Lawsuit let 5,500 Georgians register for special election

A court ruling ordering Georgia to reopen voter registration ahead of a closely watched special election for Congress has allowed over 5,500 voters to be added to the rolls.

The figure, reported Monday by The Atlanta Journal-Constitution, underscores how often-overlooked state rules like voter registration deadlines can have a big impact on access to the ballot. It includes both brand new registrants and Georgians who were previously registered but moved into the district after registration was previously closed March 20.

Voting rights groups led by the Lawyers Committee for Civil Rights Under Law sued Georgia last month, alleging that it was violating federal law by cutting off voter registration three months ahead of the June 20 special election runoff for the 6th Congressional district seat. A federal judge appointed by President George W. Bush ordered the state to extend the deadline to May 21.

Registration reopened on May 4. But, as The Daily Democracy reported, local election offices in the three counties hosting the congressional election didn’t initially move with great speed to let voters know they could still register.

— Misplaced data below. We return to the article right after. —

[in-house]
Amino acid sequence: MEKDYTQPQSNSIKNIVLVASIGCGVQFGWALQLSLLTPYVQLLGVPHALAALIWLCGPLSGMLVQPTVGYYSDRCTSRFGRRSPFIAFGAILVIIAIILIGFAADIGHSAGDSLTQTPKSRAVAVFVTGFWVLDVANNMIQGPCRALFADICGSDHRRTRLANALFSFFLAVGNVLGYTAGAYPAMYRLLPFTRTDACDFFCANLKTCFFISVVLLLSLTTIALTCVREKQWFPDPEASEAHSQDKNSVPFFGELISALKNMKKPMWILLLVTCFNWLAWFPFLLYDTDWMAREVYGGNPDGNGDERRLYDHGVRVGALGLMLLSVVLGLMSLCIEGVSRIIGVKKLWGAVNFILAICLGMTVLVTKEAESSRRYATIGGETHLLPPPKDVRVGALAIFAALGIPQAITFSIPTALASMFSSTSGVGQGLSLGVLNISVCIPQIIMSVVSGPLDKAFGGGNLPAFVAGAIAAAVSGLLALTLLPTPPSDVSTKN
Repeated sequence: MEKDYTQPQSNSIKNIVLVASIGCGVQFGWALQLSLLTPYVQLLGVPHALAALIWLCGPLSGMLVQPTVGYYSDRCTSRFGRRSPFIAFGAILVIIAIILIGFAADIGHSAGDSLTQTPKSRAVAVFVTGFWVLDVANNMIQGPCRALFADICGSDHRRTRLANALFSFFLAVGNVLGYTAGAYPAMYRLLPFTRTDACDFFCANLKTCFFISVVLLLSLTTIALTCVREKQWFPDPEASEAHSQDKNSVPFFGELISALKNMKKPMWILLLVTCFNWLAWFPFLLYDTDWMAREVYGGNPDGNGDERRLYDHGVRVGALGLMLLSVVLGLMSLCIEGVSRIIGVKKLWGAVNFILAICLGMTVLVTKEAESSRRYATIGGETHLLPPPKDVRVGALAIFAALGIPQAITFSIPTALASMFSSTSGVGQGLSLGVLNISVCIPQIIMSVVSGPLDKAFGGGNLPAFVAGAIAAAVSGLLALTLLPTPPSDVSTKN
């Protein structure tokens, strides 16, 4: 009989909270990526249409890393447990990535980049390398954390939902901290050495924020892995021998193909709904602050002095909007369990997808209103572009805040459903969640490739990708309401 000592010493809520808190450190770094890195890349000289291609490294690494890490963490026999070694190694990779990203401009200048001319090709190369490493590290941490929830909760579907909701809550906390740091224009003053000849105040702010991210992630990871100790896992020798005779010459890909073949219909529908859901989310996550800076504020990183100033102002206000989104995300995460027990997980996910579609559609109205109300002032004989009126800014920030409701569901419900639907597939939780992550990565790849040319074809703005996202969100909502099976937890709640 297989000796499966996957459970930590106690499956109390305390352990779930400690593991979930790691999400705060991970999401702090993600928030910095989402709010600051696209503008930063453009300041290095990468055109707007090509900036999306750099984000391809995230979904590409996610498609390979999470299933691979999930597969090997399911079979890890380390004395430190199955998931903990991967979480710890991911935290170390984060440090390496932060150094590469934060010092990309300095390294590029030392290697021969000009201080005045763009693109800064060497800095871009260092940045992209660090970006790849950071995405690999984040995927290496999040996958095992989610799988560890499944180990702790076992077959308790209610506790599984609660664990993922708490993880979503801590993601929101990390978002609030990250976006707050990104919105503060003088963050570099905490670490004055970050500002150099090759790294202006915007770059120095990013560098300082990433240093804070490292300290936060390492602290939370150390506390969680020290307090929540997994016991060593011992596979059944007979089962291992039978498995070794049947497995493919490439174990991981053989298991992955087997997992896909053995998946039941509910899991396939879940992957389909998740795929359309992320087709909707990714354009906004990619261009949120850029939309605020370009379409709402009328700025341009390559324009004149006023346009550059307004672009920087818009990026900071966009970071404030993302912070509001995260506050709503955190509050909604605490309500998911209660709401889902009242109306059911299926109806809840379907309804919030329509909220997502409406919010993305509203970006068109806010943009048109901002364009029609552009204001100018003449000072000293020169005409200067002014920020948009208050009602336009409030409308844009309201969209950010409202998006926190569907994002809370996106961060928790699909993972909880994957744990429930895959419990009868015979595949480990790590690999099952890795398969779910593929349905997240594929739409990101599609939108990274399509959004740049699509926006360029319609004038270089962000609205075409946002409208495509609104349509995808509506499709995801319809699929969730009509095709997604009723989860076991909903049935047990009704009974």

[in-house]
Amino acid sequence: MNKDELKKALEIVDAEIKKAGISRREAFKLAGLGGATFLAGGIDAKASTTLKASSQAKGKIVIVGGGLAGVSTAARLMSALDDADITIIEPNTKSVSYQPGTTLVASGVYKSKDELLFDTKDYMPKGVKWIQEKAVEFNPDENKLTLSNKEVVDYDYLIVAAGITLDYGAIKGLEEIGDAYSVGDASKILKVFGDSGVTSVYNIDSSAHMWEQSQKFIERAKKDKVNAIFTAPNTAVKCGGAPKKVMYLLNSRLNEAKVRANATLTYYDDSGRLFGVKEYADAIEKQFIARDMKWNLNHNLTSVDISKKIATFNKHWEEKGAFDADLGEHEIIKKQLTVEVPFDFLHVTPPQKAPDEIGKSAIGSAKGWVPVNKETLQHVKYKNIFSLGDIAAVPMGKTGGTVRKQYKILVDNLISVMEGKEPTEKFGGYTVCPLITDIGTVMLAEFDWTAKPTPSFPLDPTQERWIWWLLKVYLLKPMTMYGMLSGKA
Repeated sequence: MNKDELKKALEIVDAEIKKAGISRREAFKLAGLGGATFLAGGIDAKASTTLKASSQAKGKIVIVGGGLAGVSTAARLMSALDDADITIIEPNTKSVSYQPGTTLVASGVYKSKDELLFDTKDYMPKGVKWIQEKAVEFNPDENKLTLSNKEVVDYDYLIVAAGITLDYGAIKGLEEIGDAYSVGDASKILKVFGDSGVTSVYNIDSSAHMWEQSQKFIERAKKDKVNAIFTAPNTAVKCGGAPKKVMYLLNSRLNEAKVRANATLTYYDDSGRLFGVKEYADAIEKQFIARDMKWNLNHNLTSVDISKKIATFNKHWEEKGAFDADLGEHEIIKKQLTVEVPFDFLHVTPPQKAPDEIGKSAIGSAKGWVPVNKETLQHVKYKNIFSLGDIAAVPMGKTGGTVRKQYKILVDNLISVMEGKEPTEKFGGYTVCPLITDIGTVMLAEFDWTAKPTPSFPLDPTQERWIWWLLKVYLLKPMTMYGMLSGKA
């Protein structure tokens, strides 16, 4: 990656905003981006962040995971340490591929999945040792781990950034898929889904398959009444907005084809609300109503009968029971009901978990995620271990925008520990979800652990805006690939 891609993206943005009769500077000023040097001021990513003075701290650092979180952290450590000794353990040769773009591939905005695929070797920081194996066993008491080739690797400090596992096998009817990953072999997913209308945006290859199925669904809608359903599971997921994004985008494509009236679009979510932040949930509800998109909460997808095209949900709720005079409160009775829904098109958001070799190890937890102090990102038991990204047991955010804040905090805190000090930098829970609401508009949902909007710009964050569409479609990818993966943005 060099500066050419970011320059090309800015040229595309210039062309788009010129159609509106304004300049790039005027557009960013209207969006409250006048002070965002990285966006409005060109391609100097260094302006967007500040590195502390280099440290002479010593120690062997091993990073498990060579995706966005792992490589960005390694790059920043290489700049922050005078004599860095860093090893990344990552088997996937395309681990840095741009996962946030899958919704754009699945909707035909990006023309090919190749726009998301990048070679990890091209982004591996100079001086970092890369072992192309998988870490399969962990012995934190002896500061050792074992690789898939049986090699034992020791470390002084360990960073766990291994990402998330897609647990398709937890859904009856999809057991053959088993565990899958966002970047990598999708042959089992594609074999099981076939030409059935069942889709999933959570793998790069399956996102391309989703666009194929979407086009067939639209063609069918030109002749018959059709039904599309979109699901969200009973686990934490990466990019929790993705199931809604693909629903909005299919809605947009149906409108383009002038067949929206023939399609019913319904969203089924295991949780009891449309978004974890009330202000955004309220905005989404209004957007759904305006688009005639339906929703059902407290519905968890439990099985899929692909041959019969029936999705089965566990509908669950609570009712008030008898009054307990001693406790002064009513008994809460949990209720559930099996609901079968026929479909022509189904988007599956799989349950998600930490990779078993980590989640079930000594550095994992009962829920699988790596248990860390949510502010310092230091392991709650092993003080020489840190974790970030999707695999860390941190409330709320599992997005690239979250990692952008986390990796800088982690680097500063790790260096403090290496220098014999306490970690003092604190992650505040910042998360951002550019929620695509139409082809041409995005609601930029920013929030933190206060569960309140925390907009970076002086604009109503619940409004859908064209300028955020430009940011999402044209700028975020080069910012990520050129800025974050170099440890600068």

Still, progressive groups have taken advantage of the ruling to run voter registration drives in minority communities, meaning the new registrations are likely to benefit Democrat Jon Ossoff more than Republican Karen Handel.

Indeed, Handel, a former Georgia Secretary of State who has her own record of support for restrictive voting policies, denounced the ruling after it came out, calling it “the Democrats’ latest trick to deceive (sic) this election.”

The 6th Congressional district has traditionally leaned Republican, but polls show Ossoff within striking distance. A win for him would deal a blow to the Trump administration and embolden Democrats as next year’s midterms approach.

Photo Credit: Creative Commons

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